Nieuws - 20 januari 2010

Little confidence in 'VHL Ahead'

VHL staff concerned about plans for the future. The directors say they are pleased that staff are so involved.

VHL building in Leeuwarden
Not all employees are happy with the approach being used to decide on VHL's plans for the future. In a letter sent to the chair of the ‘VHL Ahead' steering group, the director Ellen Marks, 39 staff members of the Leeuwarden Animal Management and Coastal and Marine Management programmes expressed their concern. Four working groups under the umbrella term ‘VHL Ahead' are drawing up plans for improving VHL's position in the market, the teaching, quality in its daily business and human resource policy.
The criticism of communications stands out. The letter states that ‘the one-sided approach of putting information on the intranet and the organization of meetings at short notice during teaching periods have led to considerable irritation among staff'. The letter writers also complain about a lack of substantiating evidence and information. For example, assumptions such as 37 per cent overhead are not backed up with figures, nor have the directors given more information about the financial situation at the University of the Applied Sciences since they themselves sounded the alarm in July 2009.
Besides, they feel the decision-making process is opaque. Questions are raised by the flexible deployment of lecturers referred to in the plans and the letter writers feel that ‘the teaching programmes are being thwarted in their ambitions' by VHL Ahead. The initiators do not wish to give an explanation of their criticisms. They call the letter, which was sent on 15 December, an internal matter and prefer to wait to see how Ellen Marks responds.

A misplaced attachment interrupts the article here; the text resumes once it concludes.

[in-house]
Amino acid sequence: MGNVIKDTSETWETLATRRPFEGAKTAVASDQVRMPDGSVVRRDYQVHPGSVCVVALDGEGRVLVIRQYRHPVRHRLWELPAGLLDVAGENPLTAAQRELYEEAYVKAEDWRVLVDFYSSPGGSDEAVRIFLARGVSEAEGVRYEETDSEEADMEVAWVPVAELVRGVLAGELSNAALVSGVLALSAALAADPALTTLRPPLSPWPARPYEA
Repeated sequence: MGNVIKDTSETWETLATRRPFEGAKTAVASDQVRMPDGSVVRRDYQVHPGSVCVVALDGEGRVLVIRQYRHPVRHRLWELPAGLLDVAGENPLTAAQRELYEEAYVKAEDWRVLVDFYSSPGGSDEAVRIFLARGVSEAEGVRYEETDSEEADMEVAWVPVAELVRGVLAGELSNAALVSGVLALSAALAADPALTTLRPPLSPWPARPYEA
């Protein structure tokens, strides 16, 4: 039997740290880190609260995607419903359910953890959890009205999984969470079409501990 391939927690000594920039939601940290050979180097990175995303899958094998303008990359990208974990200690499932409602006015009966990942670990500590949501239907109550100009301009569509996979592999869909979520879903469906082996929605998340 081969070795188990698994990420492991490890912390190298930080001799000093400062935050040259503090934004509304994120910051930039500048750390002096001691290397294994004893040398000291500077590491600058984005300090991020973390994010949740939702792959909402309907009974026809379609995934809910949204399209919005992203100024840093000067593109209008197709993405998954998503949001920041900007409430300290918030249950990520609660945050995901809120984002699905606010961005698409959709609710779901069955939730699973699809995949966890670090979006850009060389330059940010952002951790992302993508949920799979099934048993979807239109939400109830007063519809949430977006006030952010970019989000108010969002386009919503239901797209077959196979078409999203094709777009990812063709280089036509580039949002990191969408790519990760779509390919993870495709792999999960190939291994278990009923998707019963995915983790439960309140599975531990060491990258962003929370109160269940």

Unrest about VHL Ahead is not confined to Leeuwarden. The committee for the Garden and Landscape Design teaching programme in Velp has written a critical letter too. And the employees' consultative body is also looking at VHL Ahead. It is on the agenda for the meeting of the joint employees' consultative council on 27 January.
Ellen Marks, the VHL director, thinks it is a good thing that the staff are demonstrating their involvement. ‘They are showing that they want to have some input and we are naturally keen to take them up on that. Where necessary, we are providing background information to answer a number of their questions. There are some questions that we will only be able to answer in the course of the process.'
Improvements have already been made in the communication, according to Marks. For example, the teaching programme committees and students have received an invitation for a meeting on 9 February. There are also activities planned throughout March, with a VHL-wide conference on 26 March.